I don’t have a printer easily accessible to me, so I (apprehensively) wrote out my contestation with pen and paper. I decided I wouldn’t say anything about having the parking pass visible or not, I would just state the facts of how I park on that street every Monday-Thursday because it is where I am employed, and I have a parking pass, and I always hang it on the rearview mirror just as the directions ask. I included a photocopy of my parking pass. I just wanted to state the facts and see what would happen with them. It was clearly my mistake for forgetting to hang up the parking pass, but I was hoping for a bit of grace.
I got a letter a week later telling me that my ticket was still valid and now I had to pay it within three weeks or I would incur even more fines. I could also try and further contest the ticket by asking for a hearing. I figured that was the end of it, and at least I tried. I had no time whatsoever to go to court and ramble about “the facts,” and risk needing to directly answer the inevitable question “Was your parking pass clearly hanging on your rearview mirror?” I was in the wrong, and at least I tried. So it was over … or was it?
I found also in that second letter that I could request a hearing by mail if I so desired. Yes, please! I once again drafted a letter with pen and paper that looked almost identical to the first I had sent. I stated the facts and didn’t fudge the truth. I also included a photo copy of my parking permit that was identical to the first photo copy, and at this point in the month, that actual permit was expired, so I mailed the physical permit as well. I ended the letter with something along the lines of “I do not know what other evidence I can offer to prove my case except to ask you to take me at my word. I ask that you refund this ticket immediately so that no one else’s time is wasted.”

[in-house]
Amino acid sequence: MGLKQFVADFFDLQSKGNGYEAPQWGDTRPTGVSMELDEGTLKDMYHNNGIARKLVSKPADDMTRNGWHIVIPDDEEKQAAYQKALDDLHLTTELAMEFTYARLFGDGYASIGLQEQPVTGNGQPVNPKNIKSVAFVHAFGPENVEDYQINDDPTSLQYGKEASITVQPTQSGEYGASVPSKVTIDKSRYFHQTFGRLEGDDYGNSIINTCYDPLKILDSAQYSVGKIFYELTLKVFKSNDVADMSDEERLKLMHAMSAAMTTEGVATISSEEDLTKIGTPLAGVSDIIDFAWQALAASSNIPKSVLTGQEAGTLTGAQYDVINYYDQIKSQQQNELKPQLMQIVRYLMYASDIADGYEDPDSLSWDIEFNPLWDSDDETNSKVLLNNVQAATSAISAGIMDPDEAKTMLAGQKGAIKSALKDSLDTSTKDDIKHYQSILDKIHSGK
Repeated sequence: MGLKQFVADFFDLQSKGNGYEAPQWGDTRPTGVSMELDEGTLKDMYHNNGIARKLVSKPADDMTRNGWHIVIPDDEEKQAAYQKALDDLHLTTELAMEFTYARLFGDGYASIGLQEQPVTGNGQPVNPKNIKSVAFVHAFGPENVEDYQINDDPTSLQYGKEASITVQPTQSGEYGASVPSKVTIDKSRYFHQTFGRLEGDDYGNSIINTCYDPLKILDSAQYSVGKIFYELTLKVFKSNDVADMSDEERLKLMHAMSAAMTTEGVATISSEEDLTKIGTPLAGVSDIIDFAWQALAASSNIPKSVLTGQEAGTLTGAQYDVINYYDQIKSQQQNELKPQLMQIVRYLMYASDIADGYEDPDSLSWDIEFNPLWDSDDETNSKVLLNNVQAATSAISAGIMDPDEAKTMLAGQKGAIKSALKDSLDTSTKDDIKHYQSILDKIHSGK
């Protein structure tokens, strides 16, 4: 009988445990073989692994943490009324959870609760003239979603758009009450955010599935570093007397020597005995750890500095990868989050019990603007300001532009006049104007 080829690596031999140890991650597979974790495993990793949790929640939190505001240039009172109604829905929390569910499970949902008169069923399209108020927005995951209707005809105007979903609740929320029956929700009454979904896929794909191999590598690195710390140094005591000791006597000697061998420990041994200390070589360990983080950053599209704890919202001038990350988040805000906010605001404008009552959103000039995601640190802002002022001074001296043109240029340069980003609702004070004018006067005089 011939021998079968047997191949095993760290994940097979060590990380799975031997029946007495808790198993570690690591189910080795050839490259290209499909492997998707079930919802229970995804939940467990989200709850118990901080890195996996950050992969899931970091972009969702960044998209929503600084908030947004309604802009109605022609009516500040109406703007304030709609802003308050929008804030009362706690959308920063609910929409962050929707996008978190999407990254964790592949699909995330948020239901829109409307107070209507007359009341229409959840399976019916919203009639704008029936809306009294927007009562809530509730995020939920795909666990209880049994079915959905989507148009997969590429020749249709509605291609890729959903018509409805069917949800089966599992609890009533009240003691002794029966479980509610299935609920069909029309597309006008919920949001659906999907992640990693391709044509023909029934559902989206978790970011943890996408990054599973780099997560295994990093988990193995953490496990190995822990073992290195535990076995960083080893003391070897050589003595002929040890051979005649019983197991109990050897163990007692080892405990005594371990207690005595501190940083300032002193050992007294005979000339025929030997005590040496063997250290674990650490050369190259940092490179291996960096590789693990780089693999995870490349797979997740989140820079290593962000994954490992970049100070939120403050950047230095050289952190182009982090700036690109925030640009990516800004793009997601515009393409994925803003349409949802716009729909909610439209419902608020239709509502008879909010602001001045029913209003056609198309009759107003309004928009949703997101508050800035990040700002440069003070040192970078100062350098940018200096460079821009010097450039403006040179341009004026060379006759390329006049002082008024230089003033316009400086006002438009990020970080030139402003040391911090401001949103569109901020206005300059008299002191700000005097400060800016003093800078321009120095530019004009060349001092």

I sealed it up (along with a $63 check), put it in the mail, and hoped for the best.
A week later I received a letter telling me that my hearing had been scheduled and they would let me know the results accordingly.
Another week and I got what I was looking for in the mail. The first words I saw on the letter were “refund amount: $63” … WHAT?! The rest of the letter outlines what the parking rules are for the street. It outlines what I wrote in my letters, and it is clear when lining the two paragraphs up that I am in the wrong. But then the second page says something wonderful:
… under the particular circumstances of this case, it is evident that Respondent made an error … although parking without a permit visible is technically a violation, the circumstances warrant extending a courtesy dismissal for the citation in the interest of justice …
In the interest of JUSTICE? There are just people in LA? A courtesy dismissal?! Clearly, I caught someone on a good day. June 6, 2012 the stars aligned and someone was in a good enough mood to dismiss my parking ticket. I got a refund check in the mail a week later, and depositing that $63 back into my bank account was ridiculously satisfying.
I’m not saying this will work for everyone (and neither is the city of Los Angeles, as the rest of the letter reads “The Hearing Examiner’s decision for this case is not intended to establish a legal precedent for any other parking citation case …”), but hey, it’s worth a try, right? Sometimes when you catch people in a good mood, wonderful things happen.